March 1993 - April 14, 2007


Arnold was named when we got him, but I'm sure he was named after Arnold the pig from the television show Green Acres. It's a very common name for pet pigs.


March 1993

Large.  We figure he probably weighed around 300 pounds, though it's difficult to estimate pig weights.  He was overweight when we got him, but ended up at a very reasonable weight for his size,  which was kind of surprising, seeing as he didn't move unless he had to. 
I divide pot-bellied pigs into the wrinkly-faced and smooth-faced varieties.  Arnold had a wrinkly face.

He made the standard grunting noises like most pigs do, but Arnold was also known for roaring when he was mad about something.  This roaring noise was quite loud and was usually accompanied by a lunge forward, which used to really intimidate us until we got to know him and found he was mostly bark and very little bite.

Like most pigs, he was capable of squealing at a deafening volume.  He only did that during vet visits when he had to be restrained, though.


The lady from whom we bought our house acquired Arnold and Charlie as little piglets.  She said they used to sleep in the bed with her until they got too large.  She was a great mommy to them and would not have given them up if she had had a choice.


Arnold reminded us of someone's crabby old uncle.  He was quite grumpy and complained often.  His former mommy left us grooming and feeding instructions and we had to laugh about them because after almost every task she'd listed for us to do, she'd written, "Arnold hates it."

On the other hand, when he was younger, he loved to have his ears and tummy scratched and sometimes sought me out for some petting and brushing.  As he got older, he seemed to just want to be left alone.  No matter where he was or what he was doing, though, he would always turn around and look at me when I called his name.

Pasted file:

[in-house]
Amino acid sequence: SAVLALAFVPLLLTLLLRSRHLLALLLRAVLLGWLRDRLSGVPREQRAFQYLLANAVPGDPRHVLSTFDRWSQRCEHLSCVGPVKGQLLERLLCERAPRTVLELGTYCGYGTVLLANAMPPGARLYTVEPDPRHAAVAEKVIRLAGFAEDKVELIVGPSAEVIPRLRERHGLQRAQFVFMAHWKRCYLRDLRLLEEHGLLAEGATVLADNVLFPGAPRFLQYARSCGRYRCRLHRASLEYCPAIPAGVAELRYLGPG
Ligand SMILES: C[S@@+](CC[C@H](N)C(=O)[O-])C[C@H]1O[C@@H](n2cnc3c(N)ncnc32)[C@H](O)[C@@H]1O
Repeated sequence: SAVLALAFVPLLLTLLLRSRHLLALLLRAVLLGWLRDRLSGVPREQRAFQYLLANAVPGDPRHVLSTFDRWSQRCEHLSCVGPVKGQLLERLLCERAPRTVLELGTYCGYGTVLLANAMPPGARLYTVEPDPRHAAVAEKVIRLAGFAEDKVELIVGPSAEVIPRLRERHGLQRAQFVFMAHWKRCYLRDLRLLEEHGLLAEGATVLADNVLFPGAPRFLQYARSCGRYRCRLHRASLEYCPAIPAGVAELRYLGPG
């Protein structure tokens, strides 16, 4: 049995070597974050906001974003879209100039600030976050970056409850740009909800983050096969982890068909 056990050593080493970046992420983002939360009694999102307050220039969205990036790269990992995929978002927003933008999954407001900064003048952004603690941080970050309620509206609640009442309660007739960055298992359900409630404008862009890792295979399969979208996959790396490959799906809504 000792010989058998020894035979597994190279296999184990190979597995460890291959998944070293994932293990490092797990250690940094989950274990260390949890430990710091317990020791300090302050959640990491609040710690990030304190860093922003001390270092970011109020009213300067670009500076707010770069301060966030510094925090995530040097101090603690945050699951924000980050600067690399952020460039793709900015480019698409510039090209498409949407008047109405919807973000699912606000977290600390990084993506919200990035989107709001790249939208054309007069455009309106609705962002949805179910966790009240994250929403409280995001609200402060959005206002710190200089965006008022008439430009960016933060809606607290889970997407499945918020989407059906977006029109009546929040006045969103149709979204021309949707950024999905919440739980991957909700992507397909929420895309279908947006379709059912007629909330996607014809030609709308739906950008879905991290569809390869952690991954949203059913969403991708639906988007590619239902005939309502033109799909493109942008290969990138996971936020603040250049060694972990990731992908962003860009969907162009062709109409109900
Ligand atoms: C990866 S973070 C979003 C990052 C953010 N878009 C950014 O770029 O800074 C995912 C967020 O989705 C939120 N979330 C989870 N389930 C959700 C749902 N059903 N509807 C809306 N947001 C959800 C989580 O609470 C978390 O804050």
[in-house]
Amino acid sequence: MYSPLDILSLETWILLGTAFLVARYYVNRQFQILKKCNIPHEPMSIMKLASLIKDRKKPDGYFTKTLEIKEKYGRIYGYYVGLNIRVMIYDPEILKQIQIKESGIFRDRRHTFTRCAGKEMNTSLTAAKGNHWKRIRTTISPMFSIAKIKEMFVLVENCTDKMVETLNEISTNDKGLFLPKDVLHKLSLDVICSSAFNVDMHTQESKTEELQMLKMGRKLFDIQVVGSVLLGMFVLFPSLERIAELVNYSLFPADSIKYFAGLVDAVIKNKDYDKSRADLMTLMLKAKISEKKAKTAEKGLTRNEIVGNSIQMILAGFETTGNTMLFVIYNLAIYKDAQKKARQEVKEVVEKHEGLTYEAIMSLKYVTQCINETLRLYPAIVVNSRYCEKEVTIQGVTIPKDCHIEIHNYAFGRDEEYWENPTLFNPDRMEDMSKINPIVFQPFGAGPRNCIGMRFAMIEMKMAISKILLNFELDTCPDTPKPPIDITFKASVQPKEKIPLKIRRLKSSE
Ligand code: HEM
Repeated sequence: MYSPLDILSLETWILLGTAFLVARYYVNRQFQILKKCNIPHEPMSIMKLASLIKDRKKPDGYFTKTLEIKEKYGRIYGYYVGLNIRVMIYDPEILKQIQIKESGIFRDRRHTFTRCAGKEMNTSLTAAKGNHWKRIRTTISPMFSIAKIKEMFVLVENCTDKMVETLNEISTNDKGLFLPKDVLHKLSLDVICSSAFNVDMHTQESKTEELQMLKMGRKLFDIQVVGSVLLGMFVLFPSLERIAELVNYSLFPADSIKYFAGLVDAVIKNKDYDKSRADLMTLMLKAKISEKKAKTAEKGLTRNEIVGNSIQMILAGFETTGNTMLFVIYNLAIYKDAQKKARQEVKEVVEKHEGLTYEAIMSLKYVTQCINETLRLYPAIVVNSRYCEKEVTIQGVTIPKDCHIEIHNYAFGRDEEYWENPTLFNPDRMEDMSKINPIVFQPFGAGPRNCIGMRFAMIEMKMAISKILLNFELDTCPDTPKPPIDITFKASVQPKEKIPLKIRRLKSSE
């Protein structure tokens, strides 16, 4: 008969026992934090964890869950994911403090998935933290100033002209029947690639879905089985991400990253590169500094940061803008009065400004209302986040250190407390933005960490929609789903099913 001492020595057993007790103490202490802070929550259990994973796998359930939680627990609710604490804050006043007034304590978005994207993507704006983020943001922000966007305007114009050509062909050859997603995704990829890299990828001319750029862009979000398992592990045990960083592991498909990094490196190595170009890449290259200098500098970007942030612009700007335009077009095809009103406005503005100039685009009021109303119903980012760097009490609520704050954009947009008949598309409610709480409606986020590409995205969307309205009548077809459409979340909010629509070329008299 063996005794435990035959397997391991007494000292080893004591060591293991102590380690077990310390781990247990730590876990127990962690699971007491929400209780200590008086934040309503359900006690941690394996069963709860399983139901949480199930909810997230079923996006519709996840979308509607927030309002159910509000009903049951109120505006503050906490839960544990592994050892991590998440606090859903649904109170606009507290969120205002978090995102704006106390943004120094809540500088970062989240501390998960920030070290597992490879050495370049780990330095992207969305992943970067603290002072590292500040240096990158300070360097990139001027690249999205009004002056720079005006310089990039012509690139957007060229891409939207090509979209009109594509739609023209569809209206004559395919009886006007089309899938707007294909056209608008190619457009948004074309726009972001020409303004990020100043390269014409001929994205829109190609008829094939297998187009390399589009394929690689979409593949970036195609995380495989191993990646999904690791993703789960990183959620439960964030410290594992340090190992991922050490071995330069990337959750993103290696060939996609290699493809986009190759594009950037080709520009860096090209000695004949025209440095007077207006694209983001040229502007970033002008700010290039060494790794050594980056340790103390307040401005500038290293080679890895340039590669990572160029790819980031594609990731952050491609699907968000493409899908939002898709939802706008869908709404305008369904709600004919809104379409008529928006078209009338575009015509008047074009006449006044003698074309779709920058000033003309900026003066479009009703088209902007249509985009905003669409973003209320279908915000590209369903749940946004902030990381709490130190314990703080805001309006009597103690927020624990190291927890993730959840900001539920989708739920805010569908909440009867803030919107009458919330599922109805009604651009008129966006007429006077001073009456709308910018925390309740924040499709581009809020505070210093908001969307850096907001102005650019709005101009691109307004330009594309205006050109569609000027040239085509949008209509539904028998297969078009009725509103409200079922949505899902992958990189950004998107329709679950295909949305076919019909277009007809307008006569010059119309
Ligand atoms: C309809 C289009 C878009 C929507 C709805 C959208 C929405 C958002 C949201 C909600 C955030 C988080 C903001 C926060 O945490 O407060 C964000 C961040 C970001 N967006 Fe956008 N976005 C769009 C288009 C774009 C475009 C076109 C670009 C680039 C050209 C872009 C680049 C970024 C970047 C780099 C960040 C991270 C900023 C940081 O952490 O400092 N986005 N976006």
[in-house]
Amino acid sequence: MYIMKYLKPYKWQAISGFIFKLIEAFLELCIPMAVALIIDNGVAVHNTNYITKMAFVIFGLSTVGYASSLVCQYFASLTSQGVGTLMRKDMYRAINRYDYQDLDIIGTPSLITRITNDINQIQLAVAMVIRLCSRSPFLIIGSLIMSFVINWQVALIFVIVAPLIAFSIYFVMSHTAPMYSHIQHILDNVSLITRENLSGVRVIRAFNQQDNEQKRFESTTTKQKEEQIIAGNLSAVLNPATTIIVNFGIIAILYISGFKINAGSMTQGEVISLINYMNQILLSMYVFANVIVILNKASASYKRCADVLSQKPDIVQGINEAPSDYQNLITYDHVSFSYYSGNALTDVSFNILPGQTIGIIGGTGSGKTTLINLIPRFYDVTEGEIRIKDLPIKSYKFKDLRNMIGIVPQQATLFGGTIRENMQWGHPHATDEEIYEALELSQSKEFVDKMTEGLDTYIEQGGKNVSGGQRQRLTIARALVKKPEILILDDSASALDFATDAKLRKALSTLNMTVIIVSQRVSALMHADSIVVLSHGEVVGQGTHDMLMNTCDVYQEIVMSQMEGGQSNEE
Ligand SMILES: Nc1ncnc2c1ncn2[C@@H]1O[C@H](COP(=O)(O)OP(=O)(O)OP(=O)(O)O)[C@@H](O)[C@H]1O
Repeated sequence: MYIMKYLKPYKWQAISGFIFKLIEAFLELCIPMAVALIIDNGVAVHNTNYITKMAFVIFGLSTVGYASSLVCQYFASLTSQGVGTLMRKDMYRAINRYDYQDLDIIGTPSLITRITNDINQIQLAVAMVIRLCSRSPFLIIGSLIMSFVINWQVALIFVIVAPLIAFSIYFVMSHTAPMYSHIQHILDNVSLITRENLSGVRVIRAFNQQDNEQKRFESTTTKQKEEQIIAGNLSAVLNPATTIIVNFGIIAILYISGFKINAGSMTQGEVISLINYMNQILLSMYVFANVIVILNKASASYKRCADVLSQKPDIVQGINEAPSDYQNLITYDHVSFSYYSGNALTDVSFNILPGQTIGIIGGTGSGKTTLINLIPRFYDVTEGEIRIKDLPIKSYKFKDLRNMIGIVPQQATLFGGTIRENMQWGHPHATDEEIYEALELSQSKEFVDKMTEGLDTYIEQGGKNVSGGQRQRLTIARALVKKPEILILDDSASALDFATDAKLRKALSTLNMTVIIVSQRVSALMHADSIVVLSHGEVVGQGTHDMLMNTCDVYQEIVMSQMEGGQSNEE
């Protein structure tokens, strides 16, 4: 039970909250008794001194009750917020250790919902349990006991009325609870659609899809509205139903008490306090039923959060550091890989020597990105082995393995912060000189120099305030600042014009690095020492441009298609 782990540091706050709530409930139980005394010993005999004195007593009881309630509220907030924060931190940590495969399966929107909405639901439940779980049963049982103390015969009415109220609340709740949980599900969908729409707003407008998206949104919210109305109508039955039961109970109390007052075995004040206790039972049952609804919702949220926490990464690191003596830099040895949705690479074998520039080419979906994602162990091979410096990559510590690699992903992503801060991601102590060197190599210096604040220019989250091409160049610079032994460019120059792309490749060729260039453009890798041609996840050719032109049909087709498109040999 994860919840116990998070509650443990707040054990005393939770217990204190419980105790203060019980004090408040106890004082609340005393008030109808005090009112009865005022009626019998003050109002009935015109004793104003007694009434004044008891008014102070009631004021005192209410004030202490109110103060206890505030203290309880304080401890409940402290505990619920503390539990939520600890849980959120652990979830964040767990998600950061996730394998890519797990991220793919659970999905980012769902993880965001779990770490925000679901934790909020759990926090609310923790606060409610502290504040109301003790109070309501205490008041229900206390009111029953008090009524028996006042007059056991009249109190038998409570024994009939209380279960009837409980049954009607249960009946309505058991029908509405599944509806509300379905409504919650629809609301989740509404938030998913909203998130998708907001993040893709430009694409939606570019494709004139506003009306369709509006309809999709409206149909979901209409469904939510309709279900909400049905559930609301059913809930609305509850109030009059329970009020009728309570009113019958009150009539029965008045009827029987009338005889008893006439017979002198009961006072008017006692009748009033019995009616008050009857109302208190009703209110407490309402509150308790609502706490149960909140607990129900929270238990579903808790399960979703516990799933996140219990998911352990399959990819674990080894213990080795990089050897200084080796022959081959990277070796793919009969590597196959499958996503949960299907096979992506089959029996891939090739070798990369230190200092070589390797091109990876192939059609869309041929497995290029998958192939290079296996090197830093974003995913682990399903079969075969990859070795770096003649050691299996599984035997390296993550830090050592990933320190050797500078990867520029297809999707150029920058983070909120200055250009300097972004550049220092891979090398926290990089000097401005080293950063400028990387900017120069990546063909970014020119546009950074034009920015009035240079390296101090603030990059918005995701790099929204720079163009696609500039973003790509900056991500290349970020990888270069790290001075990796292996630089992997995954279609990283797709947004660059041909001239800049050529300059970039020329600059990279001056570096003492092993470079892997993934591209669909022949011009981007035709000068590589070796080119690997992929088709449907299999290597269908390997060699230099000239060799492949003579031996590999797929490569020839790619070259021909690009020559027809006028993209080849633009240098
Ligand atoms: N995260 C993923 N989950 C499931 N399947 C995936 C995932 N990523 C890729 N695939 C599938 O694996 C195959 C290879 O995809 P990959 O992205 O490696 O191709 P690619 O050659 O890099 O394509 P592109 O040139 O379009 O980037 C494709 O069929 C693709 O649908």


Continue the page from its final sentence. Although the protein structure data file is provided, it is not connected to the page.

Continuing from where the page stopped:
When Arnold was younger, he used to challenge Charlotte's authority, once pinning her against a wall and holding her there until he felt like letting her go.  Later in life, he decided to just ignore her.

He was comically finicky about food - not a behavior you'd expect from a pig.  He wouldn't eat just anything, like a lot of pigs, and he always carefully chewed his food thirty-two times before swallowing.  When he got older, he decided that he didn't care for pig chow anymore, so for the rest of his life, we hand-fed him peanut butter, pumpkin, and banana sandwiches.

Despite the fact that he was crabby and didn't think much of us, we loved him and miss him.


Joint pain / arthritis; probable heart failure.  See Details


He was closest to his sister, Charlie, and treated her quite well.  He even attempted to protect her from a dog that got into our yard once shortly after we moved in.  He didn't hesitate to swipe her food, though.  When it comes to food, it's every pig for himself!